Former Conservative Party leader Colin Craig seeks up to $700k from bankrupt blogger Cameron Slater
Former Conservative Party leader Colin Craig has asked a judge to award him up to $700,000 in damages for being defamed by bankrupt blogger Cameron Slater.
The multi-millionaire property developer won part of an appeal in July, which saw the High Court ordered to redetermine damages and costs against the man who was behind the Whale Oil website.
It followed a lengthy trial in 2017 over allegations published by Slater about Craig’s sexual morality, claims of electoral fraud, and lies to the media.
A more than 200-page judgment by Justice Kit Toogood in 2018 found Slater had defamed the former politician but declined to award damages. The now retired judge dismissed Slater’s counter-claim.
Justice Toogood was also the first to rule that Craig had sexually harassed his press secretary Rachel MacGregor “on multiple occasions from early 2012 to 2014”.
Today, a jovial and self-represented Craig appeared in the High Court at Auckland before Justice Rebecca Edwards to argue about how much he should be awarded.
Craig, who founded the Conservative Party in 2011, was seeking damages of between $500,000 and $700,000.
Slater, who went into voluntary bankruptcy last year and suffered multiple strokes in 2018, was neither at the hearing nor represented by a lawyer.
The most damaging falsehood published by Slater, Craig told the court, was the allegation he was “abusing my position as leader of the party to witch-hunt people and committing electoral fraud”.
“One cannot run for office if there has been a finding of electoral fraud,” he added.
When speaking about Slater’s other claims, Craig said: “Mr Slater did enjoy some success on this because there was a finding that I did sexual harass Ms MacGregor.”
But still considered it less damaging than the false electoral fraud allegation.
“It’s not something you are going to go to prison for and are not going to be ruled out of a political career because of it,” he said of the harassment finding.
Craig argued Slater aggravated the damage by maintaining claims “that simply are not true” and continued to blog during the trial.
“Those actions add to the harm,” Craig said. “That sort of behaviour is not acceptable and we should signal that in some form of punitive damages.”
Craig started the case with legal counsel but in February 2016 became self-represented.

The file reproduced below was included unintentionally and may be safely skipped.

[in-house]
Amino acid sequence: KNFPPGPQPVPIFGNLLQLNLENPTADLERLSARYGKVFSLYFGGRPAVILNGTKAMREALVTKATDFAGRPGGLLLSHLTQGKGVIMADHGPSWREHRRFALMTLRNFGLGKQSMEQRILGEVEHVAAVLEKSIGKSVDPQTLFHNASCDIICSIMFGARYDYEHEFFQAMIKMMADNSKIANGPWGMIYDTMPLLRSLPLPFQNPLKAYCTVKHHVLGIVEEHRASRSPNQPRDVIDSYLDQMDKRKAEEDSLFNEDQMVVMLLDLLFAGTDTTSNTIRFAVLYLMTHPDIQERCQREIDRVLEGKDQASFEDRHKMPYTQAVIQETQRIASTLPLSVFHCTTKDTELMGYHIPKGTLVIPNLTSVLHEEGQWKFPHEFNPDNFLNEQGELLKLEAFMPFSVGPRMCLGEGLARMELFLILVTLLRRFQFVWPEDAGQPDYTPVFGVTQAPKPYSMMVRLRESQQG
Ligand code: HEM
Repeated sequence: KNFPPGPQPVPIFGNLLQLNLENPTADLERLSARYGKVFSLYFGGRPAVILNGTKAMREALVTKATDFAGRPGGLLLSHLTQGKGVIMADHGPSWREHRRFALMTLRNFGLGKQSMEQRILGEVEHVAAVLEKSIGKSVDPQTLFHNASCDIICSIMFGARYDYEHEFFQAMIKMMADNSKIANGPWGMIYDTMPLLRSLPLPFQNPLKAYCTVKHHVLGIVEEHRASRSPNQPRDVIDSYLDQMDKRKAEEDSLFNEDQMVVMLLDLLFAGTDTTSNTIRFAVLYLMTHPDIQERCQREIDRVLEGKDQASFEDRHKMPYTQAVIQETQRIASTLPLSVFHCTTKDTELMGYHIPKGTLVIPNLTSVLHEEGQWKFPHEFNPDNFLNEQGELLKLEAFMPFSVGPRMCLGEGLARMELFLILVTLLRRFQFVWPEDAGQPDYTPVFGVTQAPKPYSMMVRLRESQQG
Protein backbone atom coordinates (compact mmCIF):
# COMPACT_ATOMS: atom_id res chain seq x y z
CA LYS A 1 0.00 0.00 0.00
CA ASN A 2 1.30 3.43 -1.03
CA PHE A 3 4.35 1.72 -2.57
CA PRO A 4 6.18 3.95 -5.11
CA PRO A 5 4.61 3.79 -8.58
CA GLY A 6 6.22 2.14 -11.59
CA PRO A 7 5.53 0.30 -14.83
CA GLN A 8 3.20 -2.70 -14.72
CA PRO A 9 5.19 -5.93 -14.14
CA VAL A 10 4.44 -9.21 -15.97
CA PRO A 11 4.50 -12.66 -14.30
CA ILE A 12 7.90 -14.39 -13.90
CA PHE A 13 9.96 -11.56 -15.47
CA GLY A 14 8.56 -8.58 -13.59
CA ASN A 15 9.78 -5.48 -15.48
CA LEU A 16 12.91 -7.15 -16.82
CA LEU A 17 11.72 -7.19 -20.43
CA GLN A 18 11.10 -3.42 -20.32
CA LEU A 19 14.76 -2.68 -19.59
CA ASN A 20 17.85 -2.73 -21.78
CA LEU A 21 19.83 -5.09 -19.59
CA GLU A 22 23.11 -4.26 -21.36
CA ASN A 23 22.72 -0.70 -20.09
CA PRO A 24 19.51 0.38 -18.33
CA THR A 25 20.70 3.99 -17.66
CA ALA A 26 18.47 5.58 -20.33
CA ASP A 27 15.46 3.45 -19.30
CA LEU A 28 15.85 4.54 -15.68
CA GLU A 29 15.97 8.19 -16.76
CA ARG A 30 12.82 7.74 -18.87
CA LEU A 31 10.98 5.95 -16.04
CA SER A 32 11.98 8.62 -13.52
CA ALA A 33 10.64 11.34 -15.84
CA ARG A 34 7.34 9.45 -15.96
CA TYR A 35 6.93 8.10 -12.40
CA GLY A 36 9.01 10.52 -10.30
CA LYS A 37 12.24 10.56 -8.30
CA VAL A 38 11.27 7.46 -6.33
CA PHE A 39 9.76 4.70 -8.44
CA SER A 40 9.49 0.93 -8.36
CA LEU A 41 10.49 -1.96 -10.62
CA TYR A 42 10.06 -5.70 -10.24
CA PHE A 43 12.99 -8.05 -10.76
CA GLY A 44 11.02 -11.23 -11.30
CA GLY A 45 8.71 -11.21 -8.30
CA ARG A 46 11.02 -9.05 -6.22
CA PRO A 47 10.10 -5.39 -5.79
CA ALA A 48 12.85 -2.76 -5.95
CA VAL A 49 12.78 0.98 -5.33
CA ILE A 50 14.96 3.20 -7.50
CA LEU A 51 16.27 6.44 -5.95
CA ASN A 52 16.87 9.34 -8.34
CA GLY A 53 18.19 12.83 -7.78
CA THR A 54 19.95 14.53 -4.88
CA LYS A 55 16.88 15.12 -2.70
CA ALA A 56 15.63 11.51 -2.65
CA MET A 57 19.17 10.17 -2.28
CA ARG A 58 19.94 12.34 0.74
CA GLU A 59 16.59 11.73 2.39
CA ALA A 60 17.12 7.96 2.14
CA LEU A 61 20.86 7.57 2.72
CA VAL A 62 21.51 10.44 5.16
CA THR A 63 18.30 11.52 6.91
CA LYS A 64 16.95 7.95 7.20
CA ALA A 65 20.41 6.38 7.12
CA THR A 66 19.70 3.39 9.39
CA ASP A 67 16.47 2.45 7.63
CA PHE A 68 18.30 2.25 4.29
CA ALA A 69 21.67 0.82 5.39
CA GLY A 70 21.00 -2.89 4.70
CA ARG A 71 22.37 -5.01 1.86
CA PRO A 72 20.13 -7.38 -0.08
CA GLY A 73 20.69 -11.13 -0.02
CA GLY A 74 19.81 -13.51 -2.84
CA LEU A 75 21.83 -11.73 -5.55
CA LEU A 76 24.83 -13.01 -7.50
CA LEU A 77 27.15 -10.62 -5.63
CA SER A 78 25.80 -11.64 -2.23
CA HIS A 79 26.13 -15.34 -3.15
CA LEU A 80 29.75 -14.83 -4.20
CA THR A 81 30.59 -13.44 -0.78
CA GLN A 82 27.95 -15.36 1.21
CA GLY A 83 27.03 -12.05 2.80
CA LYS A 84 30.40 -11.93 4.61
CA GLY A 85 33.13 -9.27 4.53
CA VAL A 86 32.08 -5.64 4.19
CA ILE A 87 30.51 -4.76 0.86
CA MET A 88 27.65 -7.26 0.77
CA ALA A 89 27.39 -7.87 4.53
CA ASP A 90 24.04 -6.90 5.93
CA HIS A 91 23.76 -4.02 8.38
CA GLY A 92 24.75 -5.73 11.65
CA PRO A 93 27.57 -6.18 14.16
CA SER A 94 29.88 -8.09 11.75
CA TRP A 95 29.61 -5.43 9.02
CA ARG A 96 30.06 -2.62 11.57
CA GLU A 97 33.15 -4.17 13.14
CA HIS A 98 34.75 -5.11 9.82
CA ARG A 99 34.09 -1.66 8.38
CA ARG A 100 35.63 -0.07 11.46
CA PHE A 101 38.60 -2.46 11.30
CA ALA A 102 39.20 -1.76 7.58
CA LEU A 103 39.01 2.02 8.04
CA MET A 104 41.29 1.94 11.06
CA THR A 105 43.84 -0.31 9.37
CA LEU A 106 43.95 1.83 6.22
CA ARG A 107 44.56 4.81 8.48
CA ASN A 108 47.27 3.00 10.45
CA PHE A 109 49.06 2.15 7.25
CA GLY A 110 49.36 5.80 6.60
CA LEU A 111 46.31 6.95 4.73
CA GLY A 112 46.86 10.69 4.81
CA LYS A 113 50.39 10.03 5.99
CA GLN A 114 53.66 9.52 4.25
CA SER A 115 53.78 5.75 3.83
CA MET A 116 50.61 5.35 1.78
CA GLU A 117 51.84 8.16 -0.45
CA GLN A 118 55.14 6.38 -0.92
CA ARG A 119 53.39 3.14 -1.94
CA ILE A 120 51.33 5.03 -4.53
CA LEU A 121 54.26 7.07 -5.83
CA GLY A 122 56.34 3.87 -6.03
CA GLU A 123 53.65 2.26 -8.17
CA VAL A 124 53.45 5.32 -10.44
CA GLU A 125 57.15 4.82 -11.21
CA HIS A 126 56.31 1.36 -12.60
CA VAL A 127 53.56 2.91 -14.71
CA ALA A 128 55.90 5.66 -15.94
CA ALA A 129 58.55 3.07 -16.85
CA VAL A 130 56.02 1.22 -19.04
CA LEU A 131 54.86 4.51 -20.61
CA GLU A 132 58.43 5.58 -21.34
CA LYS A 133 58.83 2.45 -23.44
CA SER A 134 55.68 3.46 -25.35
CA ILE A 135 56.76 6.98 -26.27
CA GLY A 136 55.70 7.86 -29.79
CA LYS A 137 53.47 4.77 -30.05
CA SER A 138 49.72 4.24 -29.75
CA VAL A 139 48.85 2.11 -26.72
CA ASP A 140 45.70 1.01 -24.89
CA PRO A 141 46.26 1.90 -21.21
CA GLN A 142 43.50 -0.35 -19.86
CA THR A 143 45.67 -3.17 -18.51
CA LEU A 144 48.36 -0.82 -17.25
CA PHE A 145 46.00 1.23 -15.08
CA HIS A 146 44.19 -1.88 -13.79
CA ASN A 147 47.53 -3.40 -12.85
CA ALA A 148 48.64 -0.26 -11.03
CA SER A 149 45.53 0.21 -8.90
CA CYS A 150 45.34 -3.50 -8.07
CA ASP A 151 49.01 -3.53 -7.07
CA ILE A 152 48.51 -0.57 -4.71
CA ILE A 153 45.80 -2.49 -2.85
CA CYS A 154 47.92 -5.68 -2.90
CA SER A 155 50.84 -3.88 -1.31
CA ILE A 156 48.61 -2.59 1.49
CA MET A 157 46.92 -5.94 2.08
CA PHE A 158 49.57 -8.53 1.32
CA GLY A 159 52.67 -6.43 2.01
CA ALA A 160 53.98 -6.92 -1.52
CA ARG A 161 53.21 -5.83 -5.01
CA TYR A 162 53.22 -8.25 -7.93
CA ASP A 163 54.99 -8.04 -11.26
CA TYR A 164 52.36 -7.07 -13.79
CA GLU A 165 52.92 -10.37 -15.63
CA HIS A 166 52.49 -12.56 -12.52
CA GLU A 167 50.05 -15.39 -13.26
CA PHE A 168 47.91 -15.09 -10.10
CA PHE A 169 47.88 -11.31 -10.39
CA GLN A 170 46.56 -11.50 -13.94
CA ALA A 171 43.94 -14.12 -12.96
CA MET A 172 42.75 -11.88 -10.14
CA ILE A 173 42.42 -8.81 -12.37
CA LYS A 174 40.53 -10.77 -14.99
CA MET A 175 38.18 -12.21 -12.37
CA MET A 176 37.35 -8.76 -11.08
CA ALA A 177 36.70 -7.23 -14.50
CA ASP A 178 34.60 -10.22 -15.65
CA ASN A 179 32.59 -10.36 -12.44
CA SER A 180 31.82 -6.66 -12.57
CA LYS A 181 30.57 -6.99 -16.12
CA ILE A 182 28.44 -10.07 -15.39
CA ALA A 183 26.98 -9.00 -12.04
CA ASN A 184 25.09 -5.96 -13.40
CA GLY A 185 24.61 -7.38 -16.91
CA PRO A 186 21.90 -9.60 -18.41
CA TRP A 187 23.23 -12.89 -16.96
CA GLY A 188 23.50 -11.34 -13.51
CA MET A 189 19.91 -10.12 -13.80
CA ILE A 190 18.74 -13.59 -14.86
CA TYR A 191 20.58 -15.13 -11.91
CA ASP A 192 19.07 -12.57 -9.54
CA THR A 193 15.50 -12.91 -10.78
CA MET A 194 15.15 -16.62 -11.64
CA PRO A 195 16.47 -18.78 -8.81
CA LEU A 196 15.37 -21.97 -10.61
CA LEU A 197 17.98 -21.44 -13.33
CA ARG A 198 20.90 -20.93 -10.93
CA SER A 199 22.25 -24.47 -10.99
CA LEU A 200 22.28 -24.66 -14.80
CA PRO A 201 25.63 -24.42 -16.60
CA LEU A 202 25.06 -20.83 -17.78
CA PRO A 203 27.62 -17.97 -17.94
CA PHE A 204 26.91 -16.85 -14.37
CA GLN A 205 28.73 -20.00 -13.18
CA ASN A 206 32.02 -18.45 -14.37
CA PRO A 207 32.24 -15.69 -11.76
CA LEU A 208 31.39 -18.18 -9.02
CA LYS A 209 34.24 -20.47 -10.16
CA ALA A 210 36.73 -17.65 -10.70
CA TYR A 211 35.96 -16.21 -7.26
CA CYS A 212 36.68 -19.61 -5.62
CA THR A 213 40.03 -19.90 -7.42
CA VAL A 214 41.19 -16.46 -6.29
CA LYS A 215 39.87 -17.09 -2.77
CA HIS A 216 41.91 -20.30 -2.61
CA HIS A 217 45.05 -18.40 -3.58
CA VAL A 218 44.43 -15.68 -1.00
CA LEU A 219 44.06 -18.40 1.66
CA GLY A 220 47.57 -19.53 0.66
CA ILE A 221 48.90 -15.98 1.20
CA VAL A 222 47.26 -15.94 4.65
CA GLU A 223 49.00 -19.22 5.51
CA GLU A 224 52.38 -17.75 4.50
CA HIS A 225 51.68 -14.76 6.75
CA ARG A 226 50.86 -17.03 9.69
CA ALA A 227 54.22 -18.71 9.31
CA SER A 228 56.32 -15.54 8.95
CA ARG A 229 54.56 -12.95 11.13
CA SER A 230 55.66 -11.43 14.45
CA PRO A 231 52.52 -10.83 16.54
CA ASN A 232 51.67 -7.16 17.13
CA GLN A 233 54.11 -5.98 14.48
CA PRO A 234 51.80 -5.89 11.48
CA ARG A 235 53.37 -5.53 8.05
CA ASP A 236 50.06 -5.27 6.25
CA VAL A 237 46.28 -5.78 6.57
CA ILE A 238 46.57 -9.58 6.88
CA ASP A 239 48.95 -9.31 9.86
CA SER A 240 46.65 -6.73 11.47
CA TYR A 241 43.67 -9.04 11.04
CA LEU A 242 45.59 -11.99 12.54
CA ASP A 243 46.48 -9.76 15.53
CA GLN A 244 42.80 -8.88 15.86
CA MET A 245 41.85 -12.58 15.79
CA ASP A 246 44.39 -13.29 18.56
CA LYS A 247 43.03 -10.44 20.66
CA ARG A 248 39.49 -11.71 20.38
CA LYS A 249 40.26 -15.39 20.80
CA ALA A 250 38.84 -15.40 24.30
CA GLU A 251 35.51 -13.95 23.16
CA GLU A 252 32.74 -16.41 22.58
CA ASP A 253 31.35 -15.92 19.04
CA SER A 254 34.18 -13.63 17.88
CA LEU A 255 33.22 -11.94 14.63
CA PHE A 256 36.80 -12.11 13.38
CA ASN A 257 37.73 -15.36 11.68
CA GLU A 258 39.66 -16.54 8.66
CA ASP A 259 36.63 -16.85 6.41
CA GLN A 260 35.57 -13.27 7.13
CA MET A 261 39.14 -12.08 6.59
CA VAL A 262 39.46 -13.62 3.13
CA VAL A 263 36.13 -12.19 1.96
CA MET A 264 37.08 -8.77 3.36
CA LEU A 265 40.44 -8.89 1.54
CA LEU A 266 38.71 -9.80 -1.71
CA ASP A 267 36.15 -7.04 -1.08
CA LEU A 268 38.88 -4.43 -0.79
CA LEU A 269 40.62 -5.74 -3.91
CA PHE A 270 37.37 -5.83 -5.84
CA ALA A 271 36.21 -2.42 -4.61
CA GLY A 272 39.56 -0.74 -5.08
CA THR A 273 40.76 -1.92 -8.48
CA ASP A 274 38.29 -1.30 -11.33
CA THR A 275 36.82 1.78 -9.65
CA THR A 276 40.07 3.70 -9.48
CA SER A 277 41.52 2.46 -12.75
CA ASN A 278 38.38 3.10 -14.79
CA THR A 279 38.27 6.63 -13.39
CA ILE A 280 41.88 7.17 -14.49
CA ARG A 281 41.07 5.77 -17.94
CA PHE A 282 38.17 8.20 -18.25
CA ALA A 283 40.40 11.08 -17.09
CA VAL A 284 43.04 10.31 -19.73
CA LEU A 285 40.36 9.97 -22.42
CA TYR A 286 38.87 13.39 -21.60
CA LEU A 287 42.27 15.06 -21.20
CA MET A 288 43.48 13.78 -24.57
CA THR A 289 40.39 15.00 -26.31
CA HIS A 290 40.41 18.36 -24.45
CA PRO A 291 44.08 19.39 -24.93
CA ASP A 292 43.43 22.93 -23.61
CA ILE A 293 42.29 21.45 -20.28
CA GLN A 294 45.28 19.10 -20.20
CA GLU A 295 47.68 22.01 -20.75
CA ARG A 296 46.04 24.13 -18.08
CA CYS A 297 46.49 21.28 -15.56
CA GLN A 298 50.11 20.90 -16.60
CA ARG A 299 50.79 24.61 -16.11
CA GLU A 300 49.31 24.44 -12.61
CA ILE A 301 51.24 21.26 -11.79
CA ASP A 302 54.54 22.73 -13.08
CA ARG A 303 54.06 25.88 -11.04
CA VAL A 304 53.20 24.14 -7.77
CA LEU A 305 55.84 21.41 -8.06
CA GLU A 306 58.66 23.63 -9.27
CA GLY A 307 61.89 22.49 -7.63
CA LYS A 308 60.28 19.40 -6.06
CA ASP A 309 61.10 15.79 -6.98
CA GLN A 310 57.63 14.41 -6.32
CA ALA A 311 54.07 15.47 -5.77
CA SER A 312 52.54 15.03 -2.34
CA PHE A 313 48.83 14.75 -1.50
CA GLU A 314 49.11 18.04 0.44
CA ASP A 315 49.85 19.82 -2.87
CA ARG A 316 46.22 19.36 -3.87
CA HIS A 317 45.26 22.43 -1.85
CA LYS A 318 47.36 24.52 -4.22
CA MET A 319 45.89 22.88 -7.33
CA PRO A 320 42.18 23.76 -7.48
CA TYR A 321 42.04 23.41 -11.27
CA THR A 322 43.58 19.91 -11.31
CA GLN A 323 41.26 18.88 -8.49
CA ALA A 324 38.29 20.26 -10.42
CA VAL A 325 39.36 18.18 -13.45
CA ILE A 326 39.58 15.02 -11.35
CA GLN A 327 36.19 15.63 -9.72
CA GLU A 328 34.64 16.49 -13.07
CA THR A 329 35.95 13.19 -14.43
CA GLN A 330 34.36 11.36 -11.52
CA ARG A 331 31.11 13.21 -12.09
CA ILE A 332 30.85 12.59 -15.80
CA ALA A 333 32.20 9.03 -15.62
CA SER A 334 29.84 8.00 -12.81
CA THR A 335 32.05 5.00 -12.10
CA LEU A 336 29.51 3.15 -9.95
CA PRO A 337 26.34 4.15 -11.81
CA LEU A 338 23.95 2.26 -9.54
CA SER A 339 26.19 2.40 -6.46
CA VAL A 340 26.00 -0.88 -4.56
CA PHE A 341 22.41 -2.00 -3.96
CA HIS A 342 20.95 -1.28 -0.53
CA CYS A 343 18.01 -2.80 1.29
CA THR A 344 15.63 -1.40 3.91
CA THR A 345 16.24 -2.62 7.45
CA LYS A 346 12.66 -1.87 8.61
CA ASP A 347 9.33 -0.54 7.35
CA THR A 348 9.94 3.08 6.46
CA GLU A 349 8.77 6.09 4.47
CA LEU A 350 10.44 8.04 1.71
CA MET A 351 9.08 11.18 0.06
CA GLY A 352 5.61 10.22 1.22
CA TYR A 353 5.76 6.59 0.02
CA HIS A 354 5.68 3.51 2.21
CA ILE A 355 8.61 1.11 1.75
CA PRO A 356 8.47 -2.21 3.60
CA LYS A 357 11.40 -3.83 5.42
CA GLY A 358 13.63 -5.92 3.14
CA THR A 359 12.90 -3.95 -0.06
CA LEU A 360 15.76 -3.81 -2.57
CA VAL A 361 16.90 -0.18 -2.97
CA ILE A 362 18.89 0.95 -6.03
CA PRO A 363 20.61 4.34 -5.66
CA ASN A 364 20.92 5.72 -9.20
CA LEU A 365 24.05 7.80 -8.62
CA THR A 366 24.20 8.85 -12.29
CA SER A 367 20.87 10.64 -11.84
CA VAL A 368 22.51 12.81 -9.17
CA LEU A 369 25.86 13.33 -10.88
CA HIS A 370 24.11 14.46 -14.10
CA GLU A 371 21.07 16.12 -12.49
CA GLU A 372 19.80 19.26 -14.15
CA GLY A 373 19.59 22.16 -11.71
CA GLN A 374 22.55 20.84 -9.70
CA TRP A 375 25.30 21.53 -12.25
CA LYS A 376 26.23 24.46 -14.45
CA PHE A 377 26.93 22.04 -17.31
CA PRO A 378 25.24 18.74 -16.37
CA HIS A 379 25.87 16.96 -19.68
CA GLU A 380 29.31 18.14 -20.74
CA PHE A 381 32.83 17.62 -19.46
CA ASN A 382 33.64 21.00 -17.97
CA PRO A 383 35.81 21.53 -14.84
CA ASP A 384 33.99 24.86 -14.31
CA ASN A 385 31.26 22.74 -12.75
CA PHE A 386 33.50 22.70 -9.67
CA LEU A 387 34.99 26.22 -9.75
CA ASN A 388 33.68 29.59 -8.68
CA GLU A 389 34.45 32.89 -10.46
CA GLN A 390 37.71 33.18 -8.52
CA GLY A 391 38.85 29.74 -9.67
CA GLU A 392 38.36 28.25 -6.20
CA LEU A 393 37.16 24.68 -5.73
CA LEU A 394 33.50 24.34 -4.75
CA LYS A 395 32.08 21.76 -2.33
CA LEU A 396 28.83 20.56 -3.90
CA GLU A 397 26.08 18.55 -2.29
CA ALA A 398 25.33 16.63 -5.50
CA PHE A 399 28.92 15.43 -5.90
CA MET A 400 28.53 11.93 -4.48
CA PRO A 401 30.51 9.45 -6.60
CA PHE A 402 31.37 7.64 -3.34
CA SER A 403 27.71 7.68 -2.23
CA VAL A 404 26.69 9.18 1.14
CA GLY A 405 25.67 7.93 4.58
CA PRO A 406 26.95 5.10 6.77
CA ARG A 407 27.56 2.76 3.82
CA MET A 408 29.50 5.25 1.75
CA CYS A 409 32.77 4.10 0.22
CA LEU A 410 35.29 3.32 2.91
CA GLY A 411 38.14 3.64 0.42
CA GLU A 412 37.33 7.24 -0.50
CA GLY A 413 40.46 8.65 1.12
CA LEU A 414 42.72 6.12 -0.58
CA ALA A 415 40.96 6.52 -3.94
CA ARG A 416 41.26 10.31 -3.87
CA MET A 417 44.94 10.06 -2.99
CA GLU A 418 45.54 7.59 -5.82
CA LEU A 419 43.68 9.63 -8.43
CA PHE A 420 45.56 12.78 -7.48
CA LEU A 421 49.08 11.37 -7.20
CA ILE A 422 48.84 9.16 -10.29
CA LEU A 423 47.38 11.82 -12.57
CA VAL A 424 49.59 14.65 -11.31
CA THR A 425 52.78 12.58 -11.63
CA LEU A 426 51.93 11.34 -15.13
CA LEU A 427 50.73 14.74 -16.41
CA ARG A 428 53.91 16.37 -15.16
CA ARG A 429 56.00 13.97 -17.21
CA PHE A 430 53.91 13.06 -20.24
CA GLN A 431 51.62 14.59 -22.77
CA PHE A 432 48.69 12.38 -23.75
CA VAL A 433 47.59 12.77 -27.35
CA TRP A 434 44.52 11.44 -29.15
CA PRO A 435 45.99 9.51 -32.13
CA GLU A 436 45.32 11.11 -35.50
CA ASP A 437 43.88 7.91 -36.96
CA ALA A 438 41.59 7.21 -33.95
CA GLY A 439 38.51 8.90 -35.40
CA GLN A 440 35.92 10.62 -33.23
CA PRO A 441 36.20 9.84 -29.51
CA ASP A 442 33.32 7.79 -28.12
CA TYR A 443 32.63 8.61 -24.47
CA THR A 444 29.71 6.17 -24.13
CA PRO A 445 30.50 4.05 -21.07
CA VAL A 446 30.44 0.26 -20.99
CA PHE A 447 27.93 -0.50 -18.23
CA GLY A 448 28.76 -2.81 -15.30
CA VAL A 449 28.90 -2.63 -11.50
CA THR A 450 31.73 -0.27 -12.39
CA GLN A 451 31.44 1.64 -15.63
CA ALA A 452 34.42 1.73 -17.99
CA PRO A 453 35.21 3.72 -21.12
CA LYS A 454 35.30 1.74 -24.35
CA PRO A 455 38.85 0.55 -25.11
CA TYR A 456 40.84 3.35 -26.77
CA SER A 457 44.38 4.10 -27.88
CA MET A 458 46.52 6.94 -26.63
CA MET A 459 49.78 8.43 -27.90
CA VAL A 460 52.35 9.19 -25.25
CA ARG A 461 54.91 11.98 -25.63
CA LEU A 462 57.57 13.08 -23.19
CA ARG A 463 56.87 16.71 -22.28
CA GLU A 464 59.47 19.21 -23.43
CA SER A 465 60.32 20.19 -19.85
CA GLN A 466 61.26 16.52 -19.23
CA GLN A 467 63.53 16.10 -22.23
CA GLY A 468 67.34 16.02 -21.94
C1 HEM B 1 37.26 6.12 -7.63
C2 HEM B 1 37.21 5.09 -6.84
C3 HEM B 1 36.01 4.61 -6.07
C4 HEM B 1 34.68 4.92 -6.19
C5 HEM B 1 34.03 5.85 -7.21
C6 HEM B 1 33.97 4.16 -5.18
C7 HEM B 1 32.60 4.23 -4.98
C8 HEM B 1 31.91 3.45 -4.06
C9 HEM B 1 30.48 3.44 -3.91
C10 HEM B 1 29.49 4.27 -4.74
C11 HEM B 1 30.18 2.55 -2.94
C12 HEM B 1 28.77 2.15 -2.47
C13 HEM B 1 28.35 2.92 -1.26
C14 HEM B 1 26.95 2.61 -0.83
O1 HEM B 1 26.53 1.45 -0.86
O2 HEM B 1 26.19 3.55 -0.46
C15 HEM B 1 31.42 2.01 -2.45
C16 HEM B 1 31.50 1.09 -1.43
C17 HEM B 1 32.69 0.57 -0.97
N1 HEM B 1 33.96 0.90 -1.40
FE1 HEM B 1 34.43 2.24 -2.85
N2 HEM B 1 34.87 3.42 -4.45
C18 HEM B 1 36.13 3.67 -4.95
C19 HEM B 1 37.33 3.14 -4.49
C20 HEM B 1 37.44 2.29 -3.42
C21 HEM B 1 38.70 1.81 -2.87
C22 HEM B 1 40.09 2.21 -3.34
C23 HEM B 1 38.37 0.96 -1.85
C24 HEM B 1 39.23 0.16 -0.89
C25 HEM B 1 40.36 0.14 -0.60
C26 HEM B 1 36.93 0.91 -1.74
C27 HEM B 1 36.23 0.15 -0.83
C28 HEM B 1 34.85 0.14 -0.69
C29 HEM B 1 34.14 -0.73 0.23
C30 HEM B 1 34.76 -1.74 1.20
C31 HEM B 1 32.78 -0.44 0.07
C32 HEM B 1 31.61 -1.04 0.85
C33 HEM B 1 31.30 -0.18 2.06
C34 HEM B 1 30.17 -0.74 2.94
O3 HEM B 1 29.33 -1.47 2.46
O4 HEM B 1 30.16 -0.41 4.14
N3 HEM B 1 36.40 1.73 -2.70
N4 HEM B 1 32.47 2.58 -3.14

He did, however, have the help of a lawyer as a McKenzie friend and was seeking total costs of $157,000.
“I did have some legal assistance on what were complicated matters,” he said.
Justice Edwards reserved her decision but told Craig to expect her ruling next year.
“I’m not going to promise it before Christmas,” she said, adding time was needed to review the proceeding’s lengthy history.
The case is one of several defamation actions involving Craig.
They followed what Justice Matthew Palmer described as the “implosion” of the Conservative Party and what Justice Toogood called “the political rise and fall of Mr Colin Craig”.
Just two days before the 2014 election MacGregor spectacularly quit as press secretary and later filed a sexual harassment complaint against Craig.
Several public allegations were then made against Craig in 2015.
Craig responded by holding his now-infamous press conference with his wife, Helen, and published a booklet titled Dirty Politics and Hidden Agendas.
The booklet, which came at a personal cost of more than $250,000 for Craig to produce, was then distributed to 1.6 million Kiwi households.
Included in it was an interview with Mr X, a foulmouthed whistleblower who described Craig as “freakish under pressure”. It was later revealed Craig was in-fact Mr X and had fabricated the interview.
Despite this, the booklet targeted a so-called trio of “schemers” for legal action, whom Craig believed had plotted against him in a calculated and ruthless character assassination.
The three men were former Conservative Party board member John Stringer, New Zealand Taxpayers’ Union founder Jordan Williams, and Slater.
The subsequent legal fallout has created history after a four-week trial in 2016 saw a jury rule in favour of Williams and award him $1.27 million, the highest amount for defamation damages in New Zealand.
But after a series of appeals, the Supreme Court ordered a retrial in April last year.
The retrial would never eventuate after Williams admitted making false allegations and unreservedly apologised to Craig and his family last December. He also made an undisclosed payment to settle the case.
At a 2018 trial, Craig and MacGregor counter-sued each other before Justice Anne Hinton again found Craig had sexually harassed the former TVNZ reporter.
The judge also said the pair defamed each other.
Craig, who withdrew his claim for damages against MacGregor during the trial, has challenged the decision and a hearing before the Court of Appeal is scheduled for later this month.
A confidential settlement between Craig and MacGregor had been reached in May 2015.
However, Craig was later ordered to pay MacGregor more than $120,000 by the Human Rights Review Tribunal after it ruled he breached the agreement in media interviews.
Meanwhile, Craig and Stringer’s case continues following the Court of Appeal’s reversal earlier this year of a High Court ruling that stayed Craig’s proceeding against Stringer.
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